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Bethel duo claims Bassmaster College title

Bethel duo claims Bassmaster College title

Bethel University's Garrett Enders and Cody Huff came into the final day of the Carhartt Bassmaster College National Championship with a 6-pound, 2-ounce lead, the product of two strong days at Lake Tenkiller in eastern Oklahoma.

Still, they felt a little uneasy after Campbellsville University’s Bradley Dunagan and Nick Ratliff hauled a 6-pound kicker on stage as part of an tournament-best 18-02 stringer to snatch the leader's hot seat away from West Virginia University’s Nolan Minor and Casey Lanier, who posted 15-4 of their own on the final day.

When it was time for Enders and Huff to show their hand Saturday afternoon, their three-fish, 9-02 bag wound up being enough to erase the 7-04 deficit and seal the victory with a three-day total of 41-06.

After a few weeks to soak in their triumph, Enders and Huff will join the Campbellsville and West Virginia teams, along with Cole Burdeshaw and Peyton McCord of Auburn University at the 2018 Carhartt College Bracket, set for Aug. 14-16 at Milford Lake in Junction City, Kan. A berth in the 2019 Bassmaster Classic next March in Knoxville, Tenn., will be on the line for the eight anglers who will face off in the bracket-style, catch-and-release format.

The conditions at Tenkiller were tough and inconsistent as promised with sultry heat the first two days. On the final day, the heat relented slightly, but the recreational boat traffic added another layer of challenges.

Enders and Huff were the only anglers to limit both of the first two days, and they did it quickly each morning, and without error.

“We hadn’t lost a fish all week; we lost four keepers today,” Huff said. “I guess you have to pay your dues.”

On Saturday, they also sacrificed 14 flutter spoons to the docks of Tenkiller. The first fish lost offered an indication of the lackluster luck factor ahead as it snagged a dockside obstacle.

“He jumped up and actually got my jigging spoon’s hook caught on a rope holding a minnow bucket,” Huff said. “He was just hanging there and all we could do was watch him get off.”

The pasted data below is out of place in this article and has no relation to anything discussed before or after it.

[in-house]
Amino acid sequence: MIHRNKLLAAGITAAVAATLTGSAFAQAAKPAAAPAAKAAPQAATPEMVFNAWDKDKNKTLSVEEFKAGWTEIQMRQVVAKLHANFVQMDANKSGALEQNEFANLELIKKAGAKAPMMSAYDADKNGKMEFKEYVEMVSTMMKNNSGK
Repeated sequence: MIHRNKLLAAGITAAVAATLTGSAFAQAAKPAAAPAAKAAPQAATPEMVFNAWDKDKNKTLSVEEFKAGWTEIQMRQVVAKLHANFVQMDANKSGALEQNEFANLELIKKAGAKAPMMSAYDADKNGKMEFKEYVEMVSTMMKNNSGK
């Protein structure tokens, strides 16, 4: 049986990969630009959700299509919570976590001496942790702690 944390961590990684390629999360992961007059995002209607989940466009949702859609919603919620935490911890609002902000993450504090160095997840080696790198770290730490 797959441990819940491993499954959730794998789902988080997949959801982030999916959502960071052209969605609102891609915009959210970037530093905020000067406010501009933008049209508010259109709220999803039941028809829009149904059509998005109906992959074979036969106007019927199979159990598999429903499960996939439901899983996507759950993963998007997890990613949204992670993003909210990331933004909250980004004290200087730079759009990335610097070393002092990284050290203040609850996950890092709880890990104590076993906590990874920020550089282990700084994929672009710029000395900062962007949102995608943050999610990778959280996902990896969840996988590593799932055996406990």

All of their fish came on either a 5 1/2-inch Strike King Sexy Spoon or a 7/8-ounce Jewel Jigging Spoon as they targeted sunken cedars around docks with most hits happening between 15 and 20 feet down.

“Most everything hit it on the way down,” Huff said. “You drop it and when it gets to 20 then you just work it back up.”

Campbellsville’s Dunagan and Ratliff also worked spoons around marinas, but worked so hard at it they had to make a run to the nearest Bass Pro Shops, in Broken Arrow, to restock after Day 2.

“We just started looking for spider webs, pitching where nobody else had been,” Ratliff said. “We lost like 15 spoons today.”

Their two best lures were a 4-inch Strike King Sexy Spoon and a 3.75-inch Talon Custom Lures Lake Fork Flutter Spoon. “It’s a little heavier on a shorter frame so you can slide it back in there,” Ratliff said. A key bait their first two days was a Zoom Hand-Poured Trick Worm on a drop shot.

The Auburn anglers took a different route to the top. They targeted offshore brushpiles at 15 to 20 feet with a standup jighead and finesse worms, a strategy that proved hard with increased recreational traffic Saturday.

West Virginia’s Nolan Minor said they pieced together a variety of bites, junk fishing from the dam to a “magic tree” as far up the Illinois River as they could run.

“Today was the first day we caught more than one fish on the same bait,” Minor said. Saturday they caught two on a 6-inch Megabass Magdraft, two on a 3-inch Keitech swimbait on a spot loaded with schooling bass, and a Berkley Dredger 25.5 deep-diving crankbait.

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